The court is led by QIC President, The Rt. Hon. The Lord Phillips of Worth Matravers – former Lord Chief Justice of England and Wales who served as President of the Supreme Court of the UK from 2009 to 2012.

Appointed along with Lord Hamilton was Edwin Glasgow QC from England, Gopal Subramaniam from India and Justice Laurence Li, a former supplementary judge of the Qatar International Court, from Hong Kong.

The QIC comprises the QFC Civil and Commercial Court and the QFC Regulatory Tribunal established pursuant to QFC Law No 7 of 2005, as amended by QFC Law No 14 of 2009. The QIC has internationally renowned judges with expertise in complex commercial disputes and serves to uphold the rule of law, applying the highest quality international legal standards to civil and commercial disputes between individuals and business entities operating both in and outside the QFC.

Readers will be familiar with Lord Brian Gill’s five day state visit to Qatar LORD JET SET: Scotland’s top judge Lord Gill takes 5 day STATE VISIT to Qatar as investigation reveals judiciary’s international travel junkets spree.

Gill took the junket in preference to appearing before the Scottish Parliament to give evidence on A Register of Interests for Scotland’s Judiciary

 

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SUPREME, LORD: Scotland’s ex top judge Brian Gill who opposed Holyrood on judicial transparency & judges’ interests register – joins subs bench of UK Supreme Court

Lording it – Brian Gill moves to London. SCOTLAND’S former top judge – Lord Brian Gill who surprised the Scots legal world with the announcement of his sudden retirement in May 2015 – has been appointed to the supplementary panel of judges of the UK Supreme Court.

The UK Supreme Court today confirmed the appointment of Lord Gill to the panel of supplementary judges who sit on the London based UK Supreme Court.

A UKSC spokesperson said: “The supplementary panel on which Lord Gill is now a member has only been called upon once or twice in the last legal year. “

He added: “It is quite rare for the UKSC to invite Acting Justices to sit.”

Earlier this year, Brian Gill was invited to join the supplementary panel of judges – which can be called upon by the President of the Supreme Court to sit on specific cases where necessary.

The legislative framework for ‘Acting Justices’ on the UK Supreme Court states a person who holds the office of a senior territorial judge can be invited to act as a judge of the court at the request of the President of the Supreme Court. The legislative framework & conditions for such appointments is here: Acting judges & supplementary panel of UK Supreme Court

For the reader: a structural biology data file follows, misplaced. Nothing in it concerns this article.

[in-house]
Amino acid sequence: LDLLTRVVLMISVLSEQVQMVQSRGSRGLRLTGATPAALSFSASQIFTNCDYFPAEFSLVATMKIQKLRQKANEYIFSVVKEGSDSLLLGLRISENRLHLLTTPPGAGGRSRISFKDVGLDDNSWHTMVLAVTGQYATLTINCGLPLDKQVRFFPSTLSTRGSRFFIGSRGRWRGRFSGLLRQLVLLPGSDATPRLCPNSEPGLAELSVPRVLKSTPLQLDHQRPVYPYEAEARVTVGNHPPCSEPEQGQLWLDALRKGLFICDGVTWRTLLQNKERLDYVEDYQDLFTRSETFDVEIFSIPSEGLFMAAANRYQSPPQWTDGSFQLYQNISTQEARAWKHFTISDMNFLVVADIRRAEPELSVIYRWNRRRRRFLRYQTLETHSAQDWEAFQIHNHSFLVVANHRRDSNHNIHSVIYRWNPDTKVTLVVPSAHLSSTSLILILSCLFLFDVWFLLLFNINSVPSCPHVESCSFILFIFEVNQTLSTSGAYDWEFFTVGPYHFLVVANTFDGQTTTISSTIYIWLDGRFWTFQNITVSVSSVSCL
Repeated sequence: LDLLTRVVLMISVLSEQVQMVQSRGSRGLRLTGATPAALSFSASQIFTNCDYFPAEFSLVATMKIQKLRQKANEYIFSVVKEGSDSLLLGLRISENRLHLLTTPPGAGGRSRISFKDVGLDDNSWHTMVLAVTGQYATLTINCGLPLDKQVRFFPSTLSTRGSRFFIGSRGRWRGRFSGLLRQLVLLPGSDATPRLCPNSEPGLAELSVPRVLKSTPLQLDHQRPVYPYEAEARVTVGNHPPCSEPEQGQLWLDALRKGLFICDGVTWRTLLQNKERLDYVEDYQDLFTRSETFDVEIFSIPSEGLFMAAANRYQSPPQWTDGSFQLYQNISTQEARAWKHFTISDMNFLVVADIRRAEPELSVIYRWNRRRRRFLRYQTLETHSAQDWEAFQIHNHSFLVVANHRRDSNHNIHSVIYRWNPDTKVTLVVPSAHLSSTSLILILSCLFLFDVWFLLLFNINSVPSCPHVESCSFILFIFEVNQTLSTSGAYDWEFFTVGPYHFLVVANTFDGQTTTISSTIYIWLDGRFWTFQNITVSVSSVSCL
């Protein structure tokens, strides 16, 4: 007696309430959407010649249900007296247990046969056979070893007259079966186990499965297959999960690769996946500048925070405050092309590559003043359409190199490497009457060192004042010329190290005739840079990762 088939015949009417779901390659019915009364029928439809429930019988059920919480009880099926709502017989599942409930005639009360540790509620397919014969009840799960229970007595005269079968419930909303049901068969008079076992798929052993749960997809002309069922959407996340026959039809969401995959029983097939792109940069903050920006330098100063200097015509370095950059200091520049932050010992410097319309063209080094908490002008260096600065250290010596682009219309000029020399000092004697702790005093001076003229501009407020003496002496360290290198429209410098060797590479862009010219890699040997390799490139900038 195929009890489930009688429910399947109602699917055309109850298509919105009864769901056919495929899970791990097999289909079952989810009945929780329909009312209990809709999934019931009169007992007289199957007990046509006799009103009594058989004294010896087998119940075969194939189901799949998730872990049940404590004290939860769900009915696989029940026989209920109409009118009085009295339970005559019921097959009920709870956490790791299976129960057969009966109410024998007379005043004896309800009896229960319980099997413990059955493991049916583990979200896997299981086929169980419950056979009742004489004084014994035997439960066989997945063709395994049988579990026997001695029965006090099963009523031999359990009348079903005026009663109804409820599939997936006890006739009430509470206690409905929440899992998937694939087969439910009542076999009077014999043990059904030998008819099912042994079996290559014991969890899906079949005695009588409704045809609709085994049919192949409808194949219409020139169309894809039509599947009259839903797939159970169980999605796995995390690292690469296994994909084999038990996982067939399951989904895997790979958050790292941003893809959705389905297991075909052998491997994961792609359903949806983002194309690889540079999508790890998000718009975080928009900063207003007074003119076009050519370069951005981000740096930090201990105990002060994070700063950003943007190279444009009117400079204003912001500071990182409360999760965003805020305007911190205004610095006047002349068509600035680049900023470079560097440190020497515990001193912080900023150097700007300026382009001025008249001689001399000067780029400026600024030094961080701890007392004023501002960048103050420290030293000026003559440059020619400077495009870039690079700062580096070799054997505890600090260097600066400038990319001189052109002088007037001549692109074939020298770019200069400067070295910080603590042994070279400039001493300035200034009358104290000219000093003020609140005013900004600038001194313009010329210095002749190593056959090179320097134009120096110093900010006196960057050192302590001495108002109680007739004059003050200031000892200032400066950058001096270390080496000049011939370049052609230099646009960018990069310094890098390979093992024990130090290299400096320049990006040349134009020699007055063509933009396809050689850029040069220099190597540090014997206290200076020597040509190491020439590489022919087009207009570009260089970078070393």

Now a UKSC supplementary judge – Brian Gill (73) – who became Scotland’s longest serving judge – served a short three year term as Lord President.

Gill unexpectedly stood down from the role as head of Scotland’s judiciary after waging  a bitter two year battle with the Scottish Parliament over plans to create a register of interests for judges – Petition PE1458: Register of Interests for members of Scotland’s judiciary

The judicial transparency petition which enjoys cross party support – has been the subject of a two year investigation by Holyrood and proposes the creation of a publicly available register of judicial interests containing information on judges backgrounds, their personal wealth, undeclared earnings, business & family connections inside & outside of the legal profession, offshore investments, hospitality, details on recusals and other information routinely lodged in registers of interest across all walks of public life in the UK and around the world.

Scotland’s first ever Judicial Complaints Reviewer (JCR) – Moi Ali gave the judicial transparency proposal her full backing.

During the evidence session held at Holyrood in September 2013 – Moi Ali provided a first hand, honest and highly detailed account of the workings of Scotland’s judiciary and lack of judicial transparency & accountability.

Current JCR Gillian Thompson OBE gave further support for the plan to create a register of interests for judges during an evidence session with msps at Holyrood in June 2015.

Scotland’s top judge Lord Gill did not take kindly to the transparency proposal – or the public debate around openness and accountability of the judiciary.

Gill branded the media & court users as “aggressive” and demanded judges be allowed to keep their wealth and connections to big business – a secret.

Lord Gill then refused two invitations to appear before MSPs to face questions on his hostility towards judicial transparency.

The top judge – who took increasingly aggressive positions in his hard line letters to Holyrood – also hinted he may have to reconsider how judges interact with the Scottish Parliament and claimed loopholes in the Scotland Act prevented elected politicians from calling judges to account over their hidden interests.